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Dialogic withs in the assemblage of face-to-face interactions

3.5 Unit of analysis: historicity, context, and levels of analytic scale
Paper in a Symposium (Symp)
1:30 PM, Thursday 31 Aug 2017 (30 minutes)
Hengst first sketches out the theoretical frameworks for expanding Goffman’s notion of withs to the traversals that pairs and groups trace across time, space, activities, and settings. Theoretically, attending to such traversals is central to any account of the historical dialogic processes necessary to understand transposition of indexical grounds (Hanks, 1990), semiotic remediation (Prior & Hengst, 2010), reported speech (Voloshinov, 1973), conversational narratives (Ochs & Capps, 2001), handing practices (Scollon, 2001), shadow conversations (Irvine, 1996), and a host of other communicative practices. In this paper, she focuses on trajectories of proximal and distal withs that are assembled and laminated (Latour, 1999; Prior & Schaffner, 2011) in face-to-face interactions and that interlocutors align with and around (the moment to moment work “to meet whatever occurs by sustaining or changing footing” [Goffman, 1981 p. 325]). In each moment then, a durable dimension of activity is reading and constructing withs (not just other object-oriented activities). Within social situations and among gatherings, people are fluidly navigating layers of overlapping alignments within production formats, participation frameworks, and interaction orders. Attending to the dialogic effects of chains of action and chains of semiotics requires close attention to the historical depths of these temporal interaction orders, to the historically situated sense that infuses any interaction (see Hengst, 2010). Analytically then, we should attend to the multiple temporal cycles/scales (Lemke, 2000; Scollon and Scollon, 2004) implicated in the dialogic itineraries of expanded withs. In the turn-taking time frame of face-to-face interactions, we can trace the immediate and shifting alignments among people as they negotiate talk. At the scale of repeated interactions across hours, days, weeks and years, we can trace the evolving social relations that people build over time and carry with them from one encounter to the next. Such temporally durable withs provide a rich history of interactions that can be drawn on in moments of talk. Finally, focusing on broader/longer cultural frames provides ways of tracing culturally recognized and valued (whether positively or negatively) social relationships and identities—e.g., spouses, parent-child; best friends; co-workers; teacher-student; jailer-prisoner; boss-employee; personal aideperson with a disability. Durable withs then are resources for (re)assemblage of social relations, action, and meaning-making in face-to-face interactions. Hengst illustrates this analytic approach through published examples from situated studies of everyday communicative practices of durable withs where one participant has been diagnosed with a communication disorder: on collaborative referencing (Hengst, 2003, 2006); on narrating lives (Hengst, 2010), and on communicative and activity brokering for adults with cerebral palsy (Hengst et al., 2016).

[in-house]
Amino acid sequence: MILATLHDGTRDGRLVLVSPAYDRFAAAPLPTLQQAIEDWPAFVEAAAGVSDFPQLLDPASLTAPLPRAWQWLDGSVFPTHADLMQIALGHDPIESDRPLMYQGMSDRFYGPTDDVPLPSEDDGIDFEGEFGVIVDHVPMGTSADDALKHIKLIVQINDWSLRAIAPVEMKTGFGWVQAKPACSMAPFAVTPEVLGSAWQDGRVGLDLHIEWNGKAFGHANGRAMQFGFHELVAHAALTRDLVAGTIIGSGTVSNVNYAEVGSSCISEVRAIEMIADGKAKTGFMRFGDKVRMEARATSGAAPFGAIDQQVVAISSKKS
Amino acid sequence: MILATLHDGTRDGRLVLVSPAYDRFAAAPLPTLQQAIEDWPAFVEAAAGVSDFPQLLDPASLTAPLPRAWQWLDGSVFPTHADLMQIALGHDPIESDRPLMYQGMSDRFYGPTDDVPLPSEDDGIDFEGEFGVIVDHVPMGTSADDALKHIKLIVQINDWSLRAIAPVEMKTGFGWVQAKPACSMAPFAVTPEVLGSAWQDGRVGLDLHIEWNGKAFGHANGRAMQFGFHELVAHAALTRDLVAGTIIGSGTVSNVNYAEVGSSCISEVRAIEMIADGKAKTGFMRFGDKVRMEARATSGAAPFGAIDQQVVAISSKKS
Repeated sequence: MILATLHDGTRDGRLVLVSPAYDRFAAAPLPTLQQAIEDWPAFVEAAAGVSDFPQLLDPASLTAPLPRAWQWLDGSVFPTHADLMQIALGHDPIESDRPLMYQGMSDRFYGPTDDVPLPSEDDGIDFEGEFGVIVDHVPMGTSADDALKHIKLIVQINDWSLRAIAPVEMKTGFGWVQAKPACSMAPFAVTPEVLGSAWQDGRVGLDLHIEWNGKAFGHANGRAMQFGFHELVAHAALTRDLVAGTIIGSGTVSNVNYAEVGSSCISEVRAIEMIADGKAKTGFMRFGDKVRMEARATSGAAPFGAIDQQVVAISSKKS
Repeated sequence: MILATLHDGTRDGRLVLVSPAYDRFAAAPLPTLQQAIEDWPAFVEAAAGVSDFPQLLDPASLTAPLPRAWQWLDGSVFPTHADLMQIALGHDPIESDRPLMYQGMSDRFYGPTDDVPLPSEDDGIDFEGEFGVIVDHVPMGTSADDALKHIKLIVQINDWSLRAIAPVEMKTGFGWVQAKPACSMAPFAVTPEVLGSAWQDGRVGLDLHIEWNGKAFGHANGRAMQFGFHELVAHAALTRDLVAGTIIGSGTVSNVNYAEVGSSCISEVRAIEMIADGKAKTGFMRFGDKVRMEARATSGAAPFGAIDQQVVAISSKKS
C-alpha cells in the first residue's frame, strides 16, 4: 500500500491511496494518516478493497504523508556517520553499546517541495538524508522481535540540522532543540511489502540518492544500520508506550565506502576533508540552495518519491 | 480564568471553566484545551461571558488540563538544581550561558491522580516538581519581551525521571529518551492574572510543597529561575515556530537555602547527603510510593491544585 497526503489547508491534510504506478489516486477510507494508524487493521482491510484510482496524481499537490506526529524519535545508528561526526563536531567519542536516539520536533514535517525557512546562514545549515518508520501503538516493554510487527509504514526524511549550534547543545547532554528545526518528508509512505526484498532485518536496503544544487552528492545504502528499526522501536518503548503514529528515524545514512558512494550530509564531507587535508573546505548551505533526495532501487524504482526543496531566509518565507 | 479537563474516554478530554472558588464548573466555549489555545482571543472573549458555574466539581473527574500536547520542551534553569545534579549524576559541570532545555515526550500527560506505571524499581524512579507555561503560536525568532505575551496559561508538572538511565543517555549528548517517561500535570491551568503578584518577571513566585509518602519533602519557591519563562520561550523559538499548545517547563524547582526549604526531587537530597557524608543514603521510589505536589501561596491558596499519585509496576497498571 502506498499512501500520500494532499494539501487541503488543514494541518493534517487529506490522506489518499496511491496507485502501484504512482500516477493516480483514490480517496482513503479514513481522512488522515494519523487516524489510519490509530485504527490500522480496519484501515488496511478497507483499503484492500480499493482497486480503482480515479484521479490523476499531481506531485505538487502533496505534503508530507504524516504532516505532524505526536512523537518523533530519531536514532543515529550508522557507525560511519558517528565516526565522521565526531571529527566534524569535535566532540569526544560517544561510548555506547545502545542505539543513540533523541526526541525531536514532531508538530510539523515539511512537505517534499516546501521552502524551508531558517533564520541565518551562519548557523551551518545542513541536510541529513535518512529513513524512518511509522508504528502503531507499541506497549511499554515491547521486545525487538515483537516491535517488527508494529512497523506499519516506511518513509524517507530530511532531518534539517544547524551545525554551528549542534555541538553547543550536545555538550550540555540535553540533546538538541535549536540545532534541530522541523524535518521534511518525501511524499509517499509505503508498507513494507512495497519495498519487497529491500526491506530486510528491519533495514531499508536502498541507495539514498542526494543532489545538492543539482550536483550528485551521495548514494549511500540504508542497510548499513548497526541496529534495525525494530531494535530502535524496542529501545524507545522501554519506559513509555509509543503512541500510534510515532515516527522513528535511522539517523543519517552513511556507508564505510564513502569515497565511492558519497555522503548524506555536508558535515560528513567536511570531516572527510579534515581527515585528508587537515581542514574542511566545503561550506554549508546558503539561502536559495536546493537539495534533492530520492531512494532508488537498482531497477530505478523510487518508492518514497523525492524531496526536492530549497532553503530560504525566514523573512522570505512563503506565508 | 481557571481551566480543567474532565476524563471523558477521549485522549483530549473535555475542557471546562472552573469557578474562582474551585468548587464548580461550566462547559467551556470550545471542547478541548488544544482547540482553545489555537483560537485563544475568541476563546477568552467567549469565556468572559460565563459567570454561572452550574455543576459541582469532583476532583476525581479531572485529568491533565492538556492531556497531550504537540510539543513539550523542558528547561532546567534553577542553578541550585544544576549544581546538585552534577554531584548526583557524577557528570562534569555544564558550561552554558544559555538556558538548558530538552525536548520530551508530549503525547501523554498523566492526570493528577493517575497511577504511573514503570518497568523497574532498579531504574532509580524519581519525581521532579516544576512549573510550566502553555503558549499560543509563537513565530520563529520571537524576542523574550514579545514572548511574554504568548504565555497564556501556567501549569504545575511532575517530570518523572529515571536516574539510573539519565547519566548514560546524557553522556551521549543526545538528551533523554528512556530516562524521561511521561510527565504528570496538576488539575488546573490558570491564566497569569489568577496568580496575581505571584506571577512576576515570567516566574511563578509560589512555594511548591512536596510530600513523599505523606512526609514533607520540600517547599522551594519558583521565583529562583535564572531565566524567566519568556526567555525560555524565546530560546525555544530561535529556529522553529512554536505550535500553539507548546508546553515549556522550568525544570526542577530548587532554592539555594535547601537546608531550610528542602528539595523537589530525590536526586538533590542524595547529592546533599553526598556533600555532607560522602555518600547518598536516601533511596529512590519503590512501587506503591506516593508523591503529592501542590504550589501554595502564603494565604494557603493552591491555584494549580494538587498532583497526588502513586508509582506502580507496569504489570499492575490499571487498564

University of Illinois
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